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Exclusive: Libya’s Sarraj Says Some Parties Oppose Elections in Fear of Losing Political Might

Exclusive: Libya’s Sarraj Says Some Parties Oppose Elections in Fear of Losing Political Might

Wednesday, 13 December, 2017 - 14:15
Fayez al-Sarraj addresses a news conference at the EU Commission headquarters in Brussels, Belgium February 2, 2017. (Reuters)

Chairman of the Presidential Council of Libya Fayez al-Sarraj said that several parties, which he left unnamed, are fervently working against holding elections.

“They do not support holding elections in Libya, fearing that they will be ousted from the political scene,” Sarraj told Asharq Al-Awsat during his visit to Cairo.

“My visit to Egypt comes within the framework of consultations with President Abdel Fattah el-Sisi.”

The prime minister urged international forces to weigh in on holding presidential and parliamentary elections that involve all parties.

He also supported what he called a “very strong vision in terms of interest and support for Libya's stability and the importance of the political agreement.”

“We, therefore, requested the support of the European Union to enable us to obtain electronic systems to monitor the southern border, especially in light of the growing illegal immigration, which allowed in ISIS terrorists, extremist and criminal groups and fugitives,” he added.

“We are talking about 500,000 illegal immigrants outside shelters, as well as 20,000 immigrants inside designated shelters.”

Sarraj said that terror groups use the surge in numbers of trafficked immigrants to their own ends, whether to provide terrorists with an opportunity to infiltrate communities or secure human shields.

Speaking to Asharq Al-Awsat, Sarraj welcomed all efforts played out by Egypt in uniting Libya’s military institution. He also warned against terrorists, namely those affiliated with ISIS, exploiting loose security points at borders to traffic radicals into Libya.

“Security and border control is a very important aspect for us, and this subject is constantly discussed, not only with Egypt, but with the international community.”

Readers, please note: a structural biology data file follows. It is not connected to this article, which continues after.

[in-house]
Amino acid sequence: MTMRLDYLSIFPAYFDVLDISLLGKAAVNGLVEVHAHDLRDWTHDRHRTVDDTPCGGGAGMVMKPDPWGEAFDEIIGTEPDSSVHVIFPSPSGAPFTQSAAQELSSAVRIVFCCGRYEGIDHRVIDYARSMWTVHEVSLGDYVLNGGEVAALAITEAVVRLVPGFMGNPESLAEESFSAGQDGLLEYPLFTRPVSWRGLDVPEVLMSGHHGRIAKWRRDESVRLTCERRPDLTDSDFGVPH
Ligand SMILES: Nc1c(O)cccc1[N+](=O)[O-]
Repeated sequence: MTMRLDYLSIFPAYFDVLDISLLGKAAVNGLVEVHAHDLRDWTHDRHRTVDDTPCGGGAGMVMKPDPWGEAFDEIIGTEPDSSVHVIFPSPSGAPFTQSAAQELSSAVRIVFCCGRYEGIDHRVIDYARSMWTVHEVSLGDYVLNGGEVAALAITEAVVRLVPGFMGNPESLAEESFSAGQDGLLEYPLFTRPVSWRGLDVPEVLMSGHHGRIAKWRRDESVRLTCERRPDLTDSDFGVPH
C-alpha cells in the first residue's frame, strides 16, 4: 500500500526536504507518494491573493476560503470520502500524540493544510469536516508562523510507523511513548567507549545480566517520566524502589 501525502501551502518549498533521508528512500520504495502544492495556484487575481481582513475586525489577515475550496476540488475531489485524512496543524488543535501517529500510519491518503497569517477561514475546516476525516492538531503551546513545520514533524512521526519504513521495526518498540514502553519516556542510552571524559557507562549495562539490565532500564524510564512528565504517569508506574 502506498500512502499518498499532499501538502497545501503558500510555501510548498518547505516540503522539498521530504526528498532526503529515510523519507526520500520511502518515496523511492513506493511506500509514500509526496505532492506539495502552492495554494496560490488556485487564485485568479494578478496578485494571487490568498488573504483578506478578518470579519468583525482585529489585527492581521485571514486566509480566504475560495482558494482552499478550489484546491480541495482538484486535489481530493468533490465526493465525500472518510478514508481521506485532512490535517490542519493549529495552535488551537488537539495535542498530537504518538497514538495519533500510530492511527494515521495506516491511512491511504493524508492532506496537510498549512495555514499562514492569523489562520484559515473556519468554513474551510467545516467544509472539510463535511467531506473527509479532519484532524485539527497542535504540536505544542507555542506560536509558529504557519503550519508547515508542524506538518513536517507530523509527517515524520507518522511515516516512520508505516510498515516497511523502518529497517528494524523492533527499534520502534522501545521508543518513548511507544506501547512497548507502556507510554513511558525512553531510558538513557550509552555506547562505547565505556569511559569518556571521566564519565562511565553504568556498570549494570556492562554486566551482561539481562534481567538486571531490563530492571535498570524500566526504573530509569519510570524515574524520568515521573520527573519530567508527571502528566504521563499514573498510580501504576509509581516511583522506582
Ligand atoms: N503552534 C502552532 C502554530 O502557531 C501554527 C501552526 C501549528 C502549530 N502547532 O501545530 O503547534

Commenting on the Al-Bayda-based interim government headed by Abdullah al-Thani, Sarraj said that it is almost non-existence in terms of establishing order.

For his part, Sarraj admitted to the presence of some security violations in Tripoli. But argued that unlike al-Bayda and other parts of Libya, ‘perpetrators are being held accountable for their crimes’.

As for tackling challenges, Sarraj said that he and Sisi reached an agreement that problems facing the Libyans in Egypt, as well as the resumption of Egyptian flights to Libya, should be resolved.

More so, Sarraj said that a meeting of the Joint High Committee at the presidential level should be arranged early next year.

“The technical committees started working and preparing for this meeting,” he added.

When asked him to elaborate on rumors of European efforts that poured into resettling Africans in Libya, Sarraj said the case was the complete opposite.

“On the contrary-- We have spoken a great deal in regional and international forums, and we have asked all parties, especially the European Union, to work with African countries on the return of illegal immigrants in Libya to their respective countries.”

“We also spoke with the international community about the importance of supporting Libya in providing the necessary shelter centers and supporting Coast Guard to protect against this phenomenon.”

Sarraj said that European cooperation in this file has been slow in pace.

“There is a response, but it is slow and needs more support, in addition to the need for African countries to respond to the repatriation of their nationals from Libya. This is where we are working.”

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